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Tips for Homeschooling During COVID Lockdown

11 July 2021. This date falls at the point where families in Sydney have spent the 2 week school holiday period in lockdown following a recent outbreak of a particularly infectious strain of COVID-19. The date also marks the beginning of at least one week of home-schooling for students across Sydney while families remain at home and Term 3 commences.

We wanted to acknowledge your resilience and positive approach when embracing school holidays in lockdown. We appreciate that our families have mixed emotions for the week ahead and we thought it might be helpful to share our top tips for surviving and thriving during remote learning.

  • Structure and Routine

As children and young adolescents are thrown out of routine it is important to create structure and routine where possible. There will be opportunities to maintain daily and evening routines. I like to call this ‘bookends for your day’. If you usually have peanut butter on toast for breakfast, shower and get dressed, keep that familiar routine in place. Although school uniform may not be required, getting dressed will help your child to switch into ‘school mode’ and promote learning. We encourage you to also keep your evening routine as similar as possible with bedtimes remaining the same. The last thing you want is a sleep-deprived child in lockdown.

  • Mental Fatigue vs Physical Fatigue

We have all experienced the mental fatigue caused from looking at a computer for a prolonged period of the day, never mind looking at ourselves over Zoom all day! Focusing on thoughts like ‘Is that what I really look like?’ can mentally fatigue us in a way that classroom learning doesn’t. At school there are opportunities for table top activities, movement breaks, recess, exercise and fresh air. Where possible encourage your child to have time away from the screen when it is not required. To promote a good night’s sleep your child will need to be physically and mentally tired

  • Social Time

We have seen many children express their disappointment during the recent school holidays. Plans have been cancelled and they are likely to be missing their friends. Encourage your child to reach out to their friends, give them a phone call or video call. Planning the next playdate or social event for after lockdown will give your child something to look forward to.

  • Be mindful of and possibly lower your expectations

This tip is for all our dedicated parents and carers! We want you to remember that you are not your child’s class teacher. Even if that is your day job, you are not expected to be your child’s teacher. You may be trying to work from home yourself too. Your child may not be able to complete the amount of work they usually do at school and that is okay. They may not understand all the topics and may be asking you questions you have no idea how to answer – and this is OK too! Take the pressure off yourself and most importantly be kind to yourself. At the end of this experience, you will again take with you memories of this unique time in your life. Ask yourself what kind of memories you would like yourself and your children to have.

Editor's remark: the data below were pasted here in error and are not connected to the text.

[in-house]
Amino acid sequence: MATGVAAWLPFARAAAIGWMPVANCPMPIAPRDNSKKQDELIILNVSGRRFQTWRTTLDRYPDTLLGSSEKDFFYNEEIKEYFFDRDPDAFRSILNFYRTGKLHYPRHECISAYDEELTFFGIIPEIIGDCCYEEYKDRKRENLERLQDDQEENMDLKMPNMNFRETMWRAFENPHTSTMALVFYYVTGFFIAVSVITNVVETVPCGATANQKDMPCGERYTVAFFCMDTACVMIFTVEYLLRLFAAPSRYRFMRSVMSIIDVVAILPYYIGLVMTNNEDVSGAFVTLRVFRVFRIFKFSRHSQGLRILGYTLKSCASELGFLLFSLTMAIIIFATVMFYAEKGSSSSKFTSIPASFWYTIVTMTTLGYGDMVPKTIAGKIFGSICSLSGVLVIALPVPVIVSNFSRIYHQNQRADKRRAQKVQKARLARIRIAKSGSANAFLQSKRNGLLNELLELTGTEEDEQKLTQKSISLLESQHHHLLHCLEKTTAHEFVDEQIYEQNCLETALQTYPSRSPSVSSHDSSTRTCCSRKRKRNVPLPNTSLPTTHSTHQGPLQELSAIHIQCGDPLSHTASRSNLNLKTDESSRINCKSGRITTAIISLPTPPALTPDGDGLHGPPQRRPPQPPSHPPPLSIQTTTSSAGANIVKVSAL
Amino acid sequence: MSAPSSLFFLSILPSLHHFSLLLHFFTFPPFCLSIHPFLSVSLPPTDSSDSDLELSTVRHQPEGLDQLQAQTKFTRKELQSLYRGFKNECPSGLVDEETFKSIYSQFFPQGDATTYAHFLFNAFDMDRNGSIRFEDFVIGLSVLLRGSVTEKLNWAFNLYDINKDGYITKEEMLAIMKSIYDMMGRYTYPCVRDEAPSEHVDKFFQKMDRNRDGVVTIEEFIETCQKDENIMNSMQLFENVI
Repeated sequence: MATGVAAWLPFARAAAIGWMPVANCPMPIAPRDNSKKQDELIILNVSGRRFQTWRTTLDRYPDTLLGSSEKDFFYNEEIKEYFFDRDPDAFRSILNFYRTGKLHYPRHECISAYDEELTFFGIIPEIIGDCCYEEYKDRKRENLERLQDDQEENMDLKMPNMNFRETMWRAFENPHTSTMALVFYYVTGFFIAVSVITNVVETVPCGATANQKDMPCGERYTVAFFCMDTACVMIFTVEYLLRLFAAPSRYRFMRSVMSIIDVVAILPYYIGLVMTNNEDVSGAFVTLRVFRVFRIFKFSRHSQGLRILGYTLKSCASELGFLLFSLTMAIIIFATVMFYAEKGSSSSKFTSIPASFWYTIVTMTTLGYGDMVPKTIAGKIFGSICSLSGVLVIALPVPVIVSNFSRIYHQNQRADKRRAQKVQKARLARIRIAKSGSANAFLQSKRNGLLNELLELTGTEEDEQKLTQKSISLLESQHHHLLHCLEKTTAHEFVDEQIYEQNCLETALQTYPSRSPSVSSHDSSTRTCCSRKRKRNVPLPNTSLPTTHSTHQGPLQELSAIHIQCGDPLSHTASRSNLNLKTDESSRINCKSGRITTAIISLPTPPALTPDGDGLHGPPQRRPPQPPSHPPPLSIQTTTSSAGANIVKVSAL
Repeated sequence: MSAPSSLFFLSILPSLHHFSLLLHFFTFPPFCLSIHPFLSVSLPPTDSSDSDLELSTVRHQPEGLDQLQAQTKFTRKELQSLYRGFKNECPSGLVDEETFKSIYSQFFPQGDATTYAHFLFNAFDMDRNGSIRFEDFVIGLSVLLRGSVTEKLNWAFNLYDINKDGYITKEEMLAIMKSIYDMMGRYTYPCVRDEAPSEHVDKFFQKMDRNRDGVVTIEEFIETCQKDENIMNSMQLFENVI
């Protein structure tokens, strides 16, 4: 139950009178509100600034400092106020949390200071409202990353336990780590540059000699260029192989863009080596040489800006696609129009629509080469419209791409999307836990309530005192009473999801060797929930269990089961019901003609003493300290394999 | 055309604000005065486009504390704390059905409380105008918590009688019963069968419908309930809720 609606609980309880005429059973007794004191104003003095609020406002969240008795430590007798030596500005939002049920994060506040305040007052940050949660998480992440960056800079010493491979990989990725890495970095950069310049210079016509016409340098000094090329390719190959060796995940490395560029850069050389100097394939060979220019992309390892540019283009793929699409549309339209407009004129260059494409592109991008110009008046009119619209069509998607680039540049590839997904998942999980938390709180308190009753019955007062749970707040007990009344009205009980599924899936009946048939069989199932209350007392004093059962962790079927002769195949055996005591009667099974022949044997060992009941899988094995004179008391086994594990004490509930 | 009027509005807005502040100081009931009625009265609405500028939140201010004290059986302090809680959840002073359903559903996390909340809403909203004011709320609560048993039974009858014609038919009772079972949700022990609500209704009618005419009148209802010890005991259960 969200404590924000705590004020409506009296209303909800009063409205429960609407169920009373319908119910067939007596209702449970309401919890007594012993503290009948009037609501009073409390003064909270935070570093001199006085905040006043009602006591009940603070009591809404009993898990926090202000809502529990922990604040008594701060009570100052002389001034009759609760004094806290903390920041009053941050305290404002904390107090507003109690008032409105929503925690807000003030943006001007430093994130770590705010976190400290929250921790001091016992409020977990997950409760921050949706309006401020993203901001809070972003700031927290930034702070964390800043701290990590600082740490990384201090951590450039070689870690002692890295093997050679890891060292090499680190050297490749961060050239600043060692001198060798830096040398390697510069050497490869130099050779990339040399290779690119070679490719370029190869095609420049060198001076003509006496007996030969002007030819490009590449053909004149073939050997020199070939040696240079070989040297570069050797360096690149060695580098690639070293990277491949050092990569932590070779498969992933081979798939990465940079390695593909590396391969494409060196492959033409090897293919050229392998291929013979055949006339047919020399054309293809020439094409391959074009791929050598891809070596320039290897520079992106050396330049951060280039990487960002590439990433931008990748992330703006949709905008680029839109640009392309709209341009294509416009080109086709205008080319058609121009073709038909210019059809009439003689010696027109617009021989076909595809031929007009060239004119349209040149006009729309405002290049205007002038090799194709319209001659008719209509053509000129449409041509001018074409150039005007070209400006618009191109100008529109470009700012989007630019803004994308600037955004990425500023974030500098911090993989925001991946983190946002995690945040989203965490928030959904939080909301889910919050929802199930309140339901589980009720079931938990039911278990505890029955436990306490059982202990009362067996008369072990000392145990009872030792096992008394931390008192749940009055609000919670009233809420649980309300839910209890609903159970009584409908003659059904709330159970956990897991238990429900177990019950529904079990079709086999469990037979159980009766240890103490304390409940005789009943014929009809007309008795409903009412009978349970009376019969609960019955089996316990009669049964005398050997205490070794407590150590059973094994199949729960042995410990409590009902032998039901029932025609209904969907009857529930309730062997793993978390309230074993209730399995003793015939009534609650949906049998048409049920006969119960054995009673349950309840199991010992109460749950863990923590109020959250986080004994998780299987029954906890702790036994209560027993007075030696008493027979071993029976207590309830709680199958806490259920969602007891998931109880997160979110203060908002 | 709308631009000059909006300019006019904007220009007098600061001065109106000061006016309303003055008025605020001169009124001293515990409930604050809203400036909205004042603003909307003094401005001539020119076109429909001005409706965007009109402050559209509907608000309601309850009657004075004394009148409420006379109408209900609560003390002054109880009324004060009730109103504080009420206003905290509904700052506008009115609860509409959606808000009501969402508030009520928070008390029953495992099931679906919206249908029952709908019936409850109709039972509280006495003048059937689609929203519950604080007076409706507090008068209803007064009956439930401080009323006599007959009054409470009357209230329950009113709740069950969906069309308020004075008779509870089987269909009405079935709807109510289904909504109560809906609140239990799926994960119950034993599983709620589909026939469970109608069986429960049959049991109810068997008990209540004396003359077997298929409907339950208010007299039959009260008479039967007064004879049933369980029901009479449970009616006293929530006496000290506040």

• Create a schoolwork zone

A dedicated space, if possible, with minimal distractions will support your child’s attention and focus. Keep it simple. A kids chair, a lap tray or desk, paper, pencils and maybe a fidget toy! This will reinforce the difference between school work and play time.

  • Don’t forget lunch

This is a great time to step out of the ‘school/work zone’ and get some fresh air and restock everyone’s energy levels for the afternoon – yours included! For children who thrive on routine, you can even replicate the typical packed lunch. For parents working from home, this is a good opportunity to reflect on the morning, provide praise for your child’s progress and get organised for the afternoon.

  • After school club

Many children would usually access an after school club. You may be tied up in meetings until 5pm, while your child finishes at 3pm. Being prepared with a list of ‘after school activities’ will help your child engage in independent play until you are finished for the day.

  • Reflection

We have been here before, we can learn so much from the last time we were in lockdown. Take the time to think back about what worked well last time for you and your child during remote learning. Every family is unique and will have their own barriers and challenges. Although we are sharing our top tips, we want you to remember that you are the expert of your child. Take these ideas, be inspired and do what works well for you and your family.

We wish you all the best in this coming week and we look forward to seeing you online or face-to-face in the next few weeks.

All the best, the SCP Team

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